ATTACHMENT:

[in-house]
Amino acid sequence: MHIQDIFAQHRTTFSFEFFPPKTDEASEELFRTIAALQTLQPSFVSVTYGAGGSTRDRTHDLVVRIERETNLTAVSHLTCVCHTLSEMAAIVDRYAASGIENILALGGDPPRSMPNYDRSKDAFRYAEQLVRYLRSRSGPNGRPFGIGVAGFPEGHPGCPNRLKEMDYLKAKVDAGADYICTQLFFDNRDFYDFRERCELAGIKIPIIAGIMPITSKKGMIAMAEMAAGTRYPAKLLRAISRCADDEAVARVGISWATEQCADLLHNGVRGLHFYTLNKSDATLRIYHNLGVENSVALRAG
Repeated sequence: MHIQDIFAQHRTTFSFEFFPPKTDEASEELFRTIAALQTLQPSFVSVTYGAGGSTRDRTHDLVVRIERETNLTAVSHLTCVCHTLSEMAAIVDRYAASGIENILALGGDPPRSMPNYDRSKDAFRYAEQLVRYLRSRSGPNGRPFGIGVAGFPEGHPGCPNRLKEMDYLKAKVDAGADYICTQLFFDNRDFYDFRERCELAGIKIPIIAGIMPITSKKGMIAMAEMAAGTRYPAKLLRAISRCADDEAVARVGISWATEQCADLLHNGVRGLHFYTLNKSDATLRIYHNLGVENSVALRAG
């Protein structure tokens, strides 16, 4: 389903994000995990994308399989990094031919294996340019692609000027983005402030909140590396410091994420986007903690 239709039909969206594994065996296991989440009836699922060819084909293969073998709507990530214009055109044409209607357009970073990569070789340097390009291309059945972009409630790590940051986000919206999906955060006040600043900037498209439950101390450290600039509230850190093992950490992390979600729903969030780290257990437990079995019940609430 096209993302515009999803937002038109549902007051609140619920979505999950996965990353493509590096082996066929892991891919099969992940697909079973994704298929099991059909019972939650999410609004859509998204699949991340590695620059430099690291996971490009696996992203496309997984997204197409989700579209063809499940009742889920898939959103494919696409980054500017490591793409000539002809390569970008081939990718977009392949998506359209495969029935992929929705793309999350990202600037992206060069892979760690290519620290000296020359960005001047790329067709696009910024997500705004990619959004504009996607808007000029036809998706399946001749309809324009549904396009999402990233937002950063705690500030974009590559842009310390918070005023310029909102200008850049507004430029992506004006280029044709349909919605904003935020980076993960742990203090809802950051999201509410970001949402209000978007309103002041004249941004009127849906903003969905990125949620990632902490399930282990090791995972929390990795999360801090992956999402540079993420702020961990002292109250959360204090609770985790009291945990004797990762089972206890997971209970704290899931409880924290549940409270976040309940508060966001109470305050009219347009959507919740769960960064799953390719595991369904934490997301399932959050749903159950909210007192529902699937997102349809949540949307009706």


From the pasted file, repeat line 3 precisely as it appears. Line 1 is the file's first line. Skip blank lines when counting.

Repeated sequence: MHIQDIFAQHRTTFSFEFFPPKTDEASEELFRTIAALQTLQPSFVSVTYGAGGSTRDRTHDLVVRIERETNLTAVSHLTCVCHTLSEMAAIVDRYAASGIENILALGGDPPRSMPNYDRSKDAFRYAEQLVRYLRSRSGPNGRPFGIGVAGFPEGHPGCPNRLKEMDYLKAKVDAGADYICTQLFFDNRDFYDFRERCELAGIKIPIIAGIMPITSKKGMIAMAEMAAGTRYPAKLLRAISRCADDEAVARVGISWATEQCADLLHNGVRGLHFYTLNKSDATLRIYHNLGVENSVALRAG